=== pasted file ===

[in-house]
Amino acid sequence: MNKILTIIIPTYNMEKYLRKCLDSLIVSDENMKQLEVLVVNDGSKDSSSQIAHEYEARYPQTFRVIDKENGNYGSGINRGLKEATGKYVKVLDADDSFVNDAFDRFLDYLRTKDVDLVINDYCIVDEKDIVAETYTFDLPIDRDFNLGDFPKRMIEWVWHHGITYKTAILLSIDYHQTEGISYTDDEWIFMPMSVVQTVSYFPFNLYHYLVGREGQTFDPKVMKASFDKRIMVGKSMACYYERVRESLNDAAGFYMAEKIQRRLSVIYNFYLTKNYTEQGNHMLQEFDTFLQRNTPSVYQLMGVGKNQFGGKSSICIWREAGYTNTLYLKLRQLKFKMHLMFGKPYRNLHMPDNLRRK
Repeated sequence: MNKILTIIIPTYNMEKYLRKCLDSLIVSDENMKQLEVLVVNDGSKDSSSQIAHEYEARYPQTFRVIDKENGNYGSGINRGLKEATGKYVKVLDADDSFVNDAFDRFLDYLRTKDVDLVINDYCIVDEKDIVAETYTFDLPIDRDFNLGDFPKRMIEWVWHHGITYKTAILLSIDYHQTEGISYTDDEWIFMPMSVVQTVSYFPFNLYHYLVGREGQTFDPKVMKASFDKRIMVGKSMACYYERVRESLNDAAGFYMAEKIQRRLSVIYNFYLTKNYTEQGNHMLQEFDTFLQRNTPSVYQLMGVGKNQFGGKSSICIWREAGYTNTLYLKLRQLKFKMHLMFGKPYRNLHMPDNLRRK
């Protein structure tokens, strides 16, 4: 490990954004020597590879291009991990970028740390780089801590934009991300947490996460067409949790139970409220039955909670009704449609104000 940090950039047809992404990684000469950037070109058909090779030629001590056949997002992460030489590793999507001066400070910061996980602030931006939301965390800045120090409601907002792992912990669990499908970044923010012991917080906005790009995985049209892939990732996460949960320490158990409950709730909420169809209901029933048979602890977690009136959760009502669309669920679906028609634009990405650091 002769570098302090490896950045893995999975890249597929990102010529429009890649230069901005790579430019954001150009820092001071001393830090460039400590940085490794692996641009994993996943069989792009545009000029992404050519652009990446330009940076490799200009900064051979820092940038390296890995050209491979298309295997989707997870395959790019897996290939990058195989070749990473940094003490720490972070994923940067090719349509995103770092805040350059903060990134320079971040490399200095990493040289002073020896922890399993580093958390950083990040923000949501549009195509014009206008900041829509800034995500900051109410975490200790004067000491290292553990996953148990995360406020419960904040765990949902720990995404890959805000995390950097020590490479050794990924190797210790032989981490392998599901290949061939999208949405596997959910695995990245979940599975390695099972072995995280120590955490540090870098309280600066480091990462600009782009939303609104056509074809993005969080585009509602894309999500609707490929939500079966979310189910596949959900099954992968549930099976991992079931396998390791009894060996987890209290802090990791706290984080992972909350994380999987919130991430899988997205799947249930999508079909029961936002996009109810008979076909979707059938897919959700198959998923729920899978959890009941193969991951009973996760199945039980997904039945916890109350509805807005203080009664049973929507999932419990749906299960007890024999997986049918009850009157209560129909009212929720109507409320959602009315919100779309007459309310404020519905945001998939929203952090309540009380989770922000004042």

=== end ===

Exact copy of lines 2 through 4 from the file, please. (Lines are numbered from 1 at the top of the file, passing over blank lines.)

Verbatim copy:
Amino acid sequence: MNKILTIIIPTYNMEKYLRKCLDSLIVSDENMKQLEVLVVNDGSKDSSSQIAHEYEARYPQTFRVIDKENGNYGSGINRGLKEATGKYVKVLDADDSFVNDAFDRFLDYLRTKDVDLVINDYCIVDEKDIVAETYTFDLPIDRDFNLGDFPKRMIEWVWHHGITYKTAILLSIDYHQTEGISYTDDEWIFMPMSVVQTVSYFPFNLYHYLVGREGQTFDPKVMKASFDKRIMVGKSMACYYERVRESLNDAAGFYMAEKIQRRLSVIYNFYLTKNYTEQGNHMLQEFDTFLQRNTPSVYQLMGVGKNQFGGKSSICIWREAGYTNTLYLKLRQLKFKMHLMFGKPYRNLHMPDNLRRK
Repeated sequence: MNKILTIIIPTYNMEKYLRKCLDSLIVSDENMKQLEVLVVNDGSKDSSSQIAHEYEARYPQTFRVIDKENGNYGSGINRGLKEATGKYVKVLDADDSFVNDAFDRFLDYLRTKDVDLVINDYCIVDEKDIVAETYTFDLPIDRDFNLGDFPKRMIEWVWHHGITYKTAILLSIDYHQTEGISYTDDEWIFMPMSVVQTVSYFPFNLYHYLVGREGQTFDPKVMKASFDKRIMVGKSMACYYERVRESLNDAAGFYMAEKIQRRLSVIYNFYLTKNYTEQGNHMLQEFDTFLQRNTPSVYQLMGVGKNQFGGKSSICIWREAGYTNTLYLKLRQLKFKMHLMFGKPYRNLHMPDNLRRK
């Protein structure tokens, strides 16, 4: 490990954004020597590879291009991990970028740390780089801590934009991300947490996460067409949790139970409220039955909670009704449609104000 940090950039047809992404990684000469950037070109058909090779030629001590056949997002992460030489590793999507001066400070910061996980602030931006939301965390800045120090409601907002792992912990669990499908970044923010012991917080906005790009995985049209892939990732996460949960320490158990409950709730909420169809209901029933048979602890977690009136959760009502669309669920679906028609634009990405650091 002769570098302090490896950045893995999975890249597929990102010529429009890649230069901005790579430019954001150009820092001071001393830090460039400590940085490794692996641009994993996943069989792009545009000029992404050519652009990446330009940076490799200009900064051979820092940038390296890995050209491979298309295997989707997870395959790019897996290939990058195989070749990473940094003490720490972070994923940067090719349509995103770092805040350059903060990134320079971040490399200095990493040289002073020896922890399993580093958390950083990040923000949501549009195509014009206008900041829509800034995500900051109410975490200790004067000491290292553990996953148990995360406020419960904040765990949902720990995404890959805000995390950097020590490479050794990924190797210790032989981490392998599901290949061939999208949405596997959910695995990245979940599975390695099972072995995280120590955490540090870098309280600066480091990462600009782009939303609104056509074809993005969080585009509602894309999500609707490929939500079966979310189910596949959900099954992968549930099976991992079931396998390791009894060996987890209290802090990791706290984080992972909350994380999987919130991430899988997205799947249930999508079909029961936002996009109810008979076909979707059938897919959700198959998923729920899978959890009941193969991951009973996760199945039980997904039945916890109350509805807005203080009664049973929507999932419990749906299960007890024999997986049918009850009157209560129909009212929720109507409320959602009315919100779309007459309310404020519905945001998939929203952090309540009380989770922000004042």